Cloud computing purveyor Amazon Web Services (AWS) will be hosting the AWS Siklab Pilipinas for the second consecutive year and will be expanding from Manila to Cebu and Davao, as well as some parts of Luzon, to extend its reach as a large-scale cloud technology training event to more students and educators.
“What we’re doing is we are connecting content to students and we are connecting students to jobs through this program,” said Vincent Quah, worldwide public sector regional head of AWS Asia Pacific and Japan. “It is really about teaching tomorrow’s cloud workforce today. What we provide is an open-course content. Any institution can use the content that’s part of the program and incorporate into their teaching content and their teaching curriculum.”
All throughout May to December this year, the trainings will involve global AWS programs that include the AWS Educate which provides a wide array of learning content, resources, and even AWS Promotional Credits for students and educators to acquire cloud computing skills, as well as the AWS Training & Certification program that enables instructor-led training for educators to prepare students for AWS Certification.
According to Quah, apart from the AWS program, the activities will include a cloud computing bootcamp for the theoretical part, the gamified hackathon competition AWS GameDay where students can apply the cloud technology skills they’ve learned and solve a set of challenges that occur in real-life scenarios, and then the students building and deploying a real web application. These are considered as the three key components of Siklab.
“It’s about giving students real hands-on experience using a production, world-class cloud. We have one generic foundation cloud computing module and we have additional eleven learning pathways for specific job routes like data scientists, software development engineers, application development engineers, cloud security specialists, machine learning specialists and so on,” Quah explained.
Based on the World Economic Forum’s Future of Jobs Survey, mobile Internet and cloud technology are at the top among the leading technological drivers of change. Processing power, Big Data, and Internet of Things (IoT) follow closely behind.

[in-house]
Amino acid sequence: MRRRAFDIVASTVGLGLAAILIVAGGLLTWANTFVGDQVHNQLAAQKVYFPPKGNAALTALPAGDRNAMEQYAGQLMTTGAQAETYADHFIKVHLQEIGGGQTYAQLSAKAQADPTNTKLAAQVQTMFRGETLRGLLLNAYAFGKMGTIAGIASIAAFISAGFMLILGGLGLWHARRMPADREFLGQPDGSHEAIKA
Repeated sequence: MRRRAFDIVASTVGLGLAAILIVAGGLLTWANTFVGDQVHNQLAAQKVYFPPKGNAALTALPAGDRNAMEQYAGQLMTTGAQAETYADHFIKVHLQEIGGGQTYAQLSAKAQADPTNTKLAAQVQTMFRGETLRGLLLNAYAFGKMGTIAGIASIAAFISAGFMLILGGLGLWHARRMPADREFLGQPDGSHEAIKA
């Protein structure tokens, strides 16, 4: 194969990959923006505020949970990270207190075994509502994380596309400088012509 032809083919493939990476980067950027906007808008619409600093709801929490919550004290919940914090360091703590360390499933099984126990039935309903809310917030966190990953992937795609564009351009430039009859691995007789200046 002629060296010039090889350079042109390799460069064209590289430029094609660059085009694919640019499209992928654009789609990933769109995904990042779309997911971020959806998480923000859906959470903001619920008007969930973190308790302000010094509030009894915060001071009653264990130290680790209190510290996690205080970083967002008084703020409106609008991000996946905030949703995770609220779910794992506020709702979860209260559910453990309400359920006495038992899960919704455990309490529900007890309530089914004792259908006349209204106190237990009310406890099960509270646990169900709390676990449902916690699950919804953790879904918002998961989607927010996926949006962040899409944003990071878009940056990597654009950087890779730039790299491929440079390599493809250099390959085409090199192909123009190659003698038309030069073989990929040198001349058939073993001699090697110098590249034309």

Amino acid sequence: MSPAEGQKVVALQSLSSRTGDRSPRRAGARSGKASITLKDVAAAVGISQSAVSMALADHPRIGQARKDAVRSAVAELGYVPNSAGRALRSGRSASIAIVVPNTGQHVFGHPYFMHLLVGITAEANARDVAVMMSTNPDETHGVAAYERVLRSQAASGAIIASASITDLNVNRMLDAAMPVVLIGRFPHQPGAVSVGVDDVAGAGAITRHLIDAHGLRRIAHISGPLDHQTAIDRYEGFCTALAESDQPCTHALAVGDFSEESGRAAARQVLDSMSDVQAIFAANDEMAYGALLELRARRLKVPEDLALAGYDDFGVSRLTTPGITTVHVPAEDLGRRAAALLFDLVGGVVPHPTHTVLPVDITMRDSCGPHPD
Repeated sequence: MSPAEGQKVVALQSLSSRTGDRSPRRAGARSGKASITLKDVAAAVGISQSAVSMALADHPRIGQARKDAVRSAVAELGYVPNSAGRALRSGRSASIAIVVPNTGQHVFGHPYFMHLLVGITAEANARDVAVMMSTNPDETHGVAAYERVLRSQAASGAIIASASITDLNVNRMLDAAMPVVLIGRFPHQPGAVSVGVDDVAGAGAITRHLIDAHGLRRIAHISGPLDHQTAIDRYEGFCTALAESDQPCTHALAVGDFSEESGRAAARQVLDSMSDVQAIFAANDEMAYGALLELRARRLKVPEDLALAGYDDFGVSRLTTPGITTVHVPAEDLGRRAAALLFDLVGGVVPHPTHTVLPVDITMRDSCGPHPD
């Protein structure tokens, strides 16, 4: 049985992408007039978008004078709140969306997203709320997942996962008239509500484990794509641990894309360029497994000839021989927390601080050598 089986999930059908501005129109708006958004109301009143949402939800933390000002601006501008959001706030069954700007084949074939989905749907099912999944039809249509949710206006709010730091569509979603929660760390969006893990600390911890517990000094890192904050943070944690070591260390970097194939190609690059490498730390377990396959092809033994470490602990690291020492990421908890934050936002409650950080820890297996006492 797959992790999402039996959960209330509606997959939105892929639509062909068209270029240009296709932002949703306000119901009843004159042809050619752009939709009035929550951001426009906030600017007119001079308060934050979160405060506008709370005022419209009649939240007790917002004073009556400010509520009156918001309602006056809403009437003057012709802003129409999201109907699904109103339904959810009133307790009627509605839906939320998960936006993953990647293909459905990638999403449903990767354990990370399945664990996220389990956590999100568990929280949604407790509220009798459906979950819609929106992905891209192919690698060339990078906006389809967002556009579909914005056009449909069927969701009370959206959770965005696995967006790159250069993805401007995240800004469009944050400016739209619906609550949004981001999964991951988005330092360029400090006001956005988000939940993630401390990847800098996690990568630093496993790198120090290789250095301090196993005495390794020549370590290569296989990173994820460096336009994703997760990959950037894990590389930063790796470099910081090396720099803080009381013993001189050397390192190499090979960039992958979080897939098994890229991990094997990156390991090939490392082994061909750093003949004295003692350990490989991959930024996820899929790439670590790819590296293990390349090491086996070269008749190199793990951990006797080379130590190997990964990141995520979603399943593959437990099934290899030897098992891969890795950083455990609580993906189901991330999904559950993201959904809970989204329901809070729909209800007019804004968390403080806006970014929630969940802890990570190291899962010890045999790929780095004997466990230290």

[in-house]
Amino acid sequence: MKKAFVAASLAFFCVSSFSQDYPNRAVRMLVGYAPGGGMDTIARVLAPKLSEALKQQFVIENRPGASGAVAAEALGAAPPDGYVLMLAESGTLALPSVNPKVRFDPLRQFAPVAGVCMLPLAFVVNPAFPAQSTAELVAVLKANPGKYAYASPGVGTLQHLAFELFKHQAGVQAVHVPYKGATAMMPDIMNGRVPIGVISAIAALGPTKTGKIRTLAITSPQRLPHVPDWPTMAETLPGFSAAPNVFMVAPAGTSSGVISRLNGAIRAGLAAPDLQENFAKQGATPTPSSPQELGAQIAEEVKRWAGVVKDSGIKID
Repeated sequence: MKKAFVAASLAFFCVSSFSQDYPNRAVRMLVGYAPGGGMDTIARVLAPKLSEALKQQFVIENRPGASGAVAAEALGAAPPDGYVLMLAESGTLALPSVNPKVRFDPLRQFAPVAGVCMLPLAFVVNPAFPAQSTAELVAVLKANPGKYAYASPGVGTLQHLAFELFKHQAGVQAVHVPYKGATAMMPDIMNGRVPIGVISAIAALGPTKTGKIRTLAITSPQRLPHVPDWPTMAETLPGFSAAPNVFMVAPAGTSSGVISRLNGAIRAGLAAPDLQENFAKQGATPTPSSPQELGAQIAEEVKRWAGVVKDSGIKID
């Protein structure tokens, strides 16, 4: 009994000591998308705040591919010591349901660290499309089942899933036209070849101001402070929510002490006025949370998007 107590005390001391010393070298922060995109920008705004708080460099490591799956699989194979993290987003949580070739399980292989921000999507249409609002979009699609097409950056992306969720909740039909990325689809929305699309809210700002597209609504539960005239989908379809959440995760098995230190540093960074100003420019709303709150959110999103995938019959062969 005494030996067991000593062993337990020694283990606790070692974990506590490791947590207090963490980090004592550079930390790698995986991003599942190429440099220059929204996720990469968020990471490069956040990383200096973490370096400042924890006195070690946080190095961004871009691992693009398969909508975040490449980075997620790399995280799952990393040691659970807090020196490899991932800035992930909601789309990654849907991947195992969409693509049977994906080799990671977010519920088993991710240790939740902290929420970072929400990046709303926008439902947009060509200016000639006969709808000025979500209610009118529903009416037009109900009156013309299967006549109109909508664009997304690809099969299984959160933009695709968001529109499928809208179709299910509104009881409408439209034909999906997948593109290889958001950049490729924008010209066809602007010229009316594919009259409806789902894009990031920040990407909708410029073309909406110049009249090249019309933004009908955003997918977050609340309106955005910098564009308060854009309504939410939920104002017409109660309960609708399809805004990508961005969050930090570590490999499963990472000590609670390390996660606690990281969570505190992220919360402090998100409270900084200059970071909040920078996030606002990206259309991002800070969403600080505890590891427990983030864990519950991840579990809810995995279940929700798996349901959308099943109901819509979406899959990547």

“If you think very hard about all these different drivers, many of them, need the cloud. With a fixed amount infrastructure that any company may have, they actually don’t know how they can scale up to do a big data analysis. The volume of data is now beginning to get bigger and bigger every year,” shared Quah.
Aside from the aforementioned activities, the last day of the training event will involve a job fair where the participants can be introduced to employment opportunities with AWS customers and partners like Globe Telecom and Stratpoint.
“As we build cloud-native applications, we’re seeing higher and better performance running these applications in the cloud. We are seeing that eight in ten homes still have no broadband to this day, ten percent of communities have no mobile coverage, and forty percent of people don’t have Internet access. So this is the challenge that we are constantly trying to bridge,” said Francis Arjonillo, Cloud financial analyst at Globe Telecom.
Globe partnered up with AWS since 2014 and has been considered as AWS’ largest customer in the Philippines. “Our vision for the next few years is to be able to provide everyone with faster Internet at 50mbps at the minimum,” added Arjonillo.
Stratpoint, also a customer of AWS, is a software services company offers software development solutions for the digital transformation journeys of their client companies.
“From the start, we’ve been using cloud technology, specifically AWS. The traditional enterprises are being disrupted. We see it happening everywhere and our mission is to help enterprises become agile and be able to execute new business models. To do this at a rapid pace, we develop these apps on the cloud,” shared Mary Rose dela Cruz, CEO of Stratpoint Technologies Inc.
“Almost anything that you want to run, is already running, or in your data center, you can actually run it in AWS. We have customers from over 190 countries and millions of active users across the world,” said Quah. “If you think about Amazon Web Services, you think about the cloud. The cloud is now a very common way to describe how you consume IT services. It is really about IT services, infrastructure services, and offering that to businesses. We started that back in 2006.”